Relation of C pneumoniae antibodies to ischaemic heart diseaseBMJ 1999; 319 doi: https://doi.org/10.1136/bmj.319.7224.1575 (Published 11 December 1999) Cite this as: BMJ 1999;319:1575
Why were samples weakly positive for IgG antibodies not tested for IgA antibodies?
- David Taylor-Robinson, emeritus professor of genitourinary microbiology and medicine,
- Brenda J Thomas, research fellow
- Department of Genitourinary Medicine and Communicable Diseases, Imperial College School of Medicine, St Mary's Hospital, London W2 1NY
- Finnish Lung Health Association, Sibeliuksenkatu 11 A 1, 00250 Helsinki, Finland
- Department of Public Health and General Practice, University of Turku, Lemminkäisenkatu 1, 20520 Turku, Finland
- Unit of General Practice, Oulu University Hospital, Aapistie 1, 90220 Oulu, Finland
- National Public Health Institute, PO Box 310, 90101 Oulu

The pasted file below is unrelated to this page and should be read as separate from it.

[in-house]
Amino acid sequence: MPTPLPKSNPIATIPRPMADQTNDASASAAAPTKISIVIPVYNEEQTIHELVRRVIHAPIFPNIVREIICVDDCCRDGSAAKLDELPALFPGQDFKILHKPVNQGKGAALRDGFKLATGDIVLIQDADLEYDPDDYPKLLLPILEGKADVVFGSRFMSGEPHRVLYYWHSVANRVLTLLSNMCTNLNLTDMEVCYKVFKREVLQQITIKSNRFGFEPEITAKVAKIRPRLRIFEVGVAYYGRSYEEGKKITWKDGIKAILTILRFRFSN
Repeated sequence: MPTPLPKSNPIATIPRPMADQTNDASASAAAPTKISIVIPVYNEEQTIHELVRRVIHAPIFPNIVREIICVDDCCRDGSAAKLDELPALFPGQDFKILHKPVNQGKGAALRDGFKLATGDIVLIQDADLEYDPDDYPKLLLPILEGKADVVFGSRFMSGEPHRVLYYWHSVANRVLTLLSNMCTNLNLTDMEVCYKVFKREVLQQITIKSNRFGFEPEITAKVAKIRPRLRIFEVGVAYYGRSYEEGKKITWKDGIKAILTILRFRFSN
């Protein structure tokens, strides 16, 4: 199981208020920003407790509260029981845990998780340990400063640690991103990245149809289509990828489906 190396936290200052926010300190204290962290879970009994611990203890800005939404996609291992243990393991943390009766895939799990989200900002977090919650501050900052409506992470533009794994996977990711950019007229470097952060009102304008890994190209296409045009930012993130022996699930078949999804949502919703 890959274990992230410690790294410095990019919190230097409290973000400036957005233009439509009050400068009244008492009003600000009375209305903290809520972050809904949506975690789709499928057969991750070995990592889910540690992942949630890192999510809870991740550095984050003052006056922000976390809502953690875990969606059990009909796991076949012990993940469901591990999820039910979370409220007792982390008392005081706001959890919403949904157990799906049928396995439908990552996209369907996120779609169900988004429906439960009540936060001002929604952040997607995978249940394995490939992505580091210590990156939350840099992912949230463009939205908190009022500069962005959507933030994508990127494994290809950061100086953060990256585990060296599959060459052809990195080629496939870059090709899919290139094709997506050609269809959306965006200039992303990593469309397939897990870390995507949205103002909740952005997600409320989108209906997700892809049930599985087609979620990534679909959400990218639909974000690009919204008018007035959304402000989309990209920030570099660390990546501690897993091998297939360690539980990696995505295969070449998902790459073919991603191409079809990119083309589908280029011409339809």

EDITOR—The relation of Chlamydia pneumoniae antibodies to ischaemic heart disease reported by Strachan et al, and the commentary on the paper, deserve comment.1 An association is reported between IgA antibody at the start of the study and prevalent ischaemic heart disease or subsequent death due to ischaemic heart disease. Presumably, serum samples with an IgG antibody titre of <1 in 16 were not tested for IgA antibody because it was thought that IgA antibody would not exist. Why, however, were 310 samples that were weakly positive for IgG antibodies not tested for IgA antibodies? Surely some of these could have been weakly positive for IgA antibodies at 1 in 16 and so have influenced the interpretation of results?
Persistent IgA antibody is thought to indicate a chronic infection, as is persistent IgG antibody. Conceptually, therefore, it is difficult to understand why significance should apply apparently only to the presence of IgA antibodies, particularly as others have shown an association with IgG antibodies. Furthermore, as West mentions, there is a problem of relating events to antibody measured only once.1 Obviously, IgA antibodies may persist but also disappear. We wonder what …
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